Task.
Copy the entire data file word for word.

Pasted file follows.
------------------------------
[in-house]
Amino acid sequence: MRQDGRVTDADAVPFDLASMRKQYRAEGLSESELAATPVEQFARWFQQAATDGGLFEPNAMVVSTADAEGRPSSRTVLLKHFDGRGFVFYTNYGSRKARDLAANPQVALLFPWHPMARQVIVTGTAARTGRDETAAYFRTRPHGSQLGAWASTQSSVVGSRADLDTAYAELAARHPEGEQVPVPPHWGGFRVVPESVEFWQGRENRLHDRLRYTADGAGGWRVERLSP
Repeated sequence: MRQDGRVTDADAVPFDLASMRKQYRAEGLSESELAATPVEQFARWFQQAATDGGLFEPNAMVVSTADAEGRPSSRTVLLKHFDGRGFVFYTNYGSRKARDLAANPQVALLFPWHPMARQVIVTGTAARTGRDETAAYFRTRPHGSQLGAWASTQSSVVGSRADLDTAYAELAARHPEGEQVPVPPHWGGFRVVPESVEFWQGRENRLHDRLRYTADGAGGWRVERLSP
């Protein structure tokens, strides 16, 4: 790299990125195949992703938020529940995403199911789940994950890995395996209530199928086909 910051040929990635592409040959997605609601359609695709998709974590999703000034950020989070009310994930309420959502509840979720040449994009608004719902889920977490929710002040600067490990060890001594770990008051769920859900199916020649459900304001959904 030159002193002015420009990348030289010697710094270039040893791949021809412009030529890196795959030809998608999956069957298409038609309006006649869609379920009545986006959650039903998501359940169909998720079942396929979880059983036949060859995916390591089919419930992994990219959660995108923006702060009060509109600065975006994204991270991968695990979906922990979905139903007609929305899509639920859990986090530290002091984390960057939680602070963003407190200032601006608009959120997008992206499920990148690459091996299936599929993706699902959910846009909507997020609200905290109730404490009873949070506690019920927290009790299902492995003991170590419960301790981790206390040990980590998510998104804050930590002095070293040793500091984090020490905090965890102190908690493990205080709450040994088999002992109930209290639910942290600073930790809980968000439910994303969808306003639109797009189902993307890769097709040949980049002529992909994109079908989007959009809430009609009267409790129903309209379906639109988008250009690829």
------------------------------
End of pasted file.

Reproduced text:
[in-house]
Amino acid sequence: MRQDGRVTDADAVPFDLASMRKQYRAEGLSESELAATPVEQFARWFQQAATDGGLFEPNAMVVSTADAEGRPSSRTVLLKHFDGRGFVFYTNYGSRKARDLAANPQVALLFPWHPMARQVIVTGTAARTGRDETAAYFRTRPHGSQLGAWASTQSSVVGSRADLDTAYAELAARHPEGEQVPVPPHWGGFRVVPESVEFWQGRENRLHDRLRYTADGAGGWRVERLSP
Repeated sequence: MRQDGRVTDADAVPFDLASMRKQYRAEGLSESELAATPVEQFARWFQQAATDGGLFEPNAMVVSTADAEGRPSSRTVLLKHFDGRGFVFYTNYGSRKARDLAANPQVALLFPWHPMARQVIVTGTAARTGRDETAAYFRTRPHGSQLGAWASTQSSVVGSRADLDTAYAELAARHPEGEQVPVPPHWGGFRVVPESVEFWQGRENRLHDRLRYTADGAGGWRVERLSP
């Protein structure tokens, strides 16, 4: 790299990125195949992703938020529940995403199911789940994950890995395996209530199928086909 910051040929990635592409040959997605609601359609695709998709974590999703000034950020989070009310994930309420959502509840979720040449994009608004719902889920977490929710002040600067490990060890001594770990008051769920859900199916020649459900304001959904 030159002193002015420009990348030289010697710094270039040893791949021809412009030529890196795959030809998608999956069957298409038609309006006649869609379920009545986006959650039903998501359940169909998720079942396929979880059983036949060859995916390591089919419930992994990219959660995108923006702060009060509109600065975006994204991270991968695990979906922990979905139903007609929305899509639920859990986090530290002091984390960057939680602070963003407190200032601006608009959120997008992206499920990148690459091996299936599929993706699902959910846009909507997020609200905290109730404490009873949070506690019920927290009790299902492995003991170590419960301790981790206390040990980590998510998104804050930590002095070293040793500091984090020490905090965890102190908690493990205080709450040994088999002992109930209290639910942290600073930790809980968000439910994303969808306003639109797009189902993307890769097709040949980049002529992909994109079908989007959009809430009609009267409790129903309209379906639109988008250009690829």